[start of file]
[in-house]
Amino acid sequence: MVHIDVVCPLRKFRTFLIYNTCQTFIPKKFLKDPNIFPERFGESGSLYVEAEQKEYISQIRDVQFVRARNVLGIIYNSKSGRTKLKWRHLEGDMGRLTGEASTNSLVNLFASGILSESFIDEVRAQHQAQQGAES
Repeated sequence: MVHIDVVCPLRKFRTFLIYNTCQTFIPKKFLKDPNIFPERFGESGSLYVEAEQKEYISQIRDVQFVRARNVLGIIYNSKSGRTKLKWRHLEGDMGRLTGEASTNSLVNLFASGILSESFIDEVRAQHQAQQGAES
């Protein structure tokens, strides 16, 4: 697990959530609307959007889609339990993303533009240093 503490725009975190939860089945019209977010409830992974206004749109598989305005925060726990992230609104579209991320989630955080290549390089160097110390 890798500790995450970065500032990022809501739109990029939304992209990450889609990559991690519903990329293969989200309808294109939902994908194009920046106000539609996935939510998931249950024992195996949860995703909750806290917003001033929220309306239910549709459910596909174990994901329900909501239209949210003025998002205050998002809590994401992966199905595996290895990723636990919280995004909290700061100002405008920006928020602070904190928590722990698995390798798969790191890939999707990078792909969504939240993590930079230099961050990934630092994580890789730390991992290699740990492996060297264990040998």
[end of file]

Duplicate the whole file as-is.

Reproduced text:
[in-house]
Amino acid sequence: MVHIDVVCPLRKFRTFLIYNTCQTFIPKKFLKDPNIFPERFGESGSLYVEAEQKEYISQIRDVQFVRARNVLGIIYNSKSGRTKLKWRHLEGDMGRLTGEASTNSLVNLFASGILSESFIDEVRAQHQAQQGAES
Repeated sequence: MVHIDVVCPLRKFRTFLIYNTCQTFIPKKFLKDPNIFPERFGESGSLYVEAEQKEYISQIRDVQFVRARNVLGIIYNSKSGRTKLKWRHLEGDMGRLTGEASTNSLVNLFASGILSESFIDEVRAQHQAQQGAES
């Protein structure tokens, strides 16, 4: 697990959530609307959007889609339990993303533009240093 503490725009975190939860089945019209977010409830992974206004749109598989305005925060726990992230609104579209991320989630955080290549390089160097110390 890798500790995450970065500032990022809501739109990029939304992209990450889609990559991690519903990329293969989200309808294109939902994908194009920046106000539609996935939510998931249950024992195996949860995703909750806290917003001033929220309306239910549709459910596909174990994901329900909501239209949210003025998002205050998002809590994401992966199905595996290895990723636990919280995004909290700061100002405008920006928020602070904190928590722990698995390798798969790191890939999707990078792909969504939240993590930079230099961050990934630092994580890789730390991992290699740990492996060297264990040998």